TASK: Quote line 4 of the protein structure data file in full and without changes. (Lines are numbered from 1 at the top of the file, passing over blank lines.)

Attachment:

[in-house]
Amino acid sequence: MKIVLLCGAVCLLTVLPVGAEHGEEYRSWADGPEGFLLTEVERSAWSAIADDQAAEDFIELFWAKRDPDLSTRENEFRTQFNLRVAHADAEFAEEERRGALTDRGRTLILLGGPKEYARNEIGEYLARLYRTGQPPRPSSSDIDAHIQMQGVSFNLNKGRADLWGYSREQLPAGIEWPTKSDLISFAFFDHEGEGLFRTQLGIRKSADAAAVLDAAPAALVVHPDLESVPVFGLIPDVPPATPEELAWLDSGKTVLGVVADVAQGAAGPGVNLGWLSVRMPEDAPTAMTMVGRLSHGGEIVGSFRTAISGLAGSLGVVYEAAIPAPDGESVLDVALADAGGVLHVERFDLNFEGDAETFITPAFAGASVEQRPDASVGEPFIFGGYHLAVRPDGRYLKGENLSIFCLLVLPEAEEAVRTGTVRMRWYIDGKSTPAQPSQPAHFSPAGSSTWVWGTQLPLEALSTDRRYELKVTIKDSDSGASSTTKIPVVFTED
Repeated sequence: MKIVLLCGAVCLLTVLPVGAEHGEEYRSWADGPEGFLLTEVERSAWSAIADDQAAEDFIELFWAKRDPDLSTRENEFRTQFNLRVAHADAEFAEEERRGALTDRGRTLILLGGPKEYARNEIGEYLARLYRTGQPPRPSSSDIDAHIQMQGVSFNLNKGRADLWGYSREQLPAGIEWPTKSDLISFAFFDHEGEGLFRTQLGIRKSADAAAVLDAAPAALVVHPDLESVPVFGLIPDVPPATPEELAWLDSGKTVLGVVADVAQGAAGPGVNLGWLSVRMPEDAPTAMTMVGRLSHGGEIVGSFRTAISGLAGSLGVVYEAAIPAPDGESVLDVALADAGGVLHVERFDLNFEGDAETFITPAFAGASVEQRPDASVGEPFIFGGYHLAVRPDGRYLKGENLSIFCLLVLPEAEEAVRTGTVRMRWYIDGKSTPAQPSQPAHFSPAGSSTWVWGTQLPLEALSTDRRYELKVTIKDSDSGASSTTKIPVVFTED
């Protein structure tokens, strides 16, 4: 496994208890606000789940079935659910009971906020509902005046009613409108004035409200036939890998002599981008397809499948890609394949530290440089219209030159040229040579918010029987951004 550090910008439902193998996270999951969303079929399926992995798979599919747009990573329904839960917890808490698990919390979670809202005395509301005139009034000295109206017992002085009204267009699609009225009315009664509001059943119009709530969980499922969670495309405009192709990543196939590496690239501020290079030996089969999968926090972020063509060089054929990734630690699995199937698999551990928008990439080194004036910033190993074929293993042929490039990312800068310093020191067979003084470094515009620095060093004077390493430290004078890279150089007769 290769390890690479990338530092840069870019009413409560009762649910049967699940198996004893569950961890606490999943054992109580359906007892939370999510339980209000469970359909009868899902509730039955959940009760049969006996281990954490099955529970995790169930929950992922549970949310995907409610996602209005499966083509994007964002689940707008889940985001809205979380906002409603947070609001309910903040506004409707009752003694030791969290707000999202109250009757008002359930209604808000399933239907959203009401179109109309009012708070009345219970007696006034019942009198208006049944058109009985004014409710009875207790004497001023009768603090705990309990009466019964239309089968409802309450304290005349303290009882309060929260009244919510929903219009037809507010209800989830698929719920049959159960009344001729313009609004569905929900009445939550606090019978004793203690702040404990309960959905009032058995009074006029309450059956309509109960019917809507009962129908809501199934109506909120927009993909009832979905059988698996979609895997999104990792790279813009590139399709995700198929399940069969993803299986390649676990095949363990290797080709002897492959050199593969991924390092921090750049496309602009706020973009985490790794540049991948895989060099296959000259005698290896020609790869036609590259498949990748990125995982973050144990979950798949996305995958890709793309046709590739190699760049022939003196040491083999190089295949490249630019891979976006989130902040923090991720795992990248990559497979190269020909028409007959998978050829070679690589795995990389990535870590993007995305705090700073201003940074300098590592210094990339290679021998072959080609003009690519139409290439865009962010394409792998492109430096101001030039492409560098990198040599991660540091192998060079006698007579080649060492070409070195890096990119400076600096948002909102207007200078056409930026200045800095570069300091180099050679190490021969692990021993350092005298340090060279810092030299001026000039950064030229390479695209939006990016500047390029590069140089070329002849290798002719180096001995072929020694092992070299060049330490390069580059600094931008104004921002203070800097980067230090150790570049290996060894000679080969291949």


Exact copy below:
């Protein structure tokens, strides 16, 4: 496994208890606000789940079935659910009971906020509902005046009613409108004035409200036939890998002599981008397809499948890609394949530290440089219209030159040229040579918010029987951004 550090910008439902193998996270999951969303079929399926992995798979599919747009990573329904839960917890808490698990919390979670809202005395509301005139009034000295109206017992002085009204267009699609009225009315009664509001059943119009709530969980499922969670495309405009192709990543196939590496690239501020290079030996089969999968926090972020063509060089054929990734630690699995199937698999551990928008990439080194004036910033190993074929293993042929490039990312800068310093020191067979003084470094515009620095060093004077390493430290004078890279150089007769 290769390890690479990338530092840069870019009413409560009762649910049967699940198996004893569950961890606490999943054992109580359906007892939370999510339980209000469970359909009868899902509730039955959940009760049969006996281990954490099955529970995790169930929950992922549970949310995907409610996602209005499966083509994007964002689940707008889940985001809205979380906002409603947070609001309910903040506004409707009752003694030791969290707000999202109250009757008002359930209604808000399933239907959203009401179109109309009012708070009345219970007696006034019942009198208006049944058109009985004014409710009875207790004497001023009768603090705990309990009466019964239309089968409802309450304290005349303290009882309060929260009244919510929903219009037809507010209800989830698929719920049959159960009344001729313009609004569905929900009445939550606090019978004793203690702040404990309960959905009032058995009074006029309450059956309509109960019917809507009962129908809501199934109506909120927009993909009832979905059988698996979609895997999104990792790279813009590139399709995700198929399940069969993803299986390649676990095949363990290797080709002897492959050199593969991924390092921090750049496309602009706020973009985490790794540049991948895989060099296959000259005698290896020609790869036609590259498949990748990125995982973050144990979950798949996305995958890709793309046709590739190699760049022939003196040491083999190089295949490249630019891979976006989130902040923090991720795992990248990559497979190269020909028409007959998978050829070679690589795995990389990535870590993007995305705090700073201003940074300098590592210094990339290679021998072959080609003009690519139409290439865009962010394409792998492109430096101001030039492409560098990198040599991660540091192998060079006698007579080649060492070409070195890096990119400076600096948002909102207007200078056409930026200045800095570069300091180099050679190490021969692990021993350092005298340090060279810092030299001026000039950064030229390479695209939006990016500047390029590069140089070329002849290798002719180096001995072929020694092992070299060049330490390069580059600094931008104004921002203070800097980067230090150790570049290996060894000679080969291949």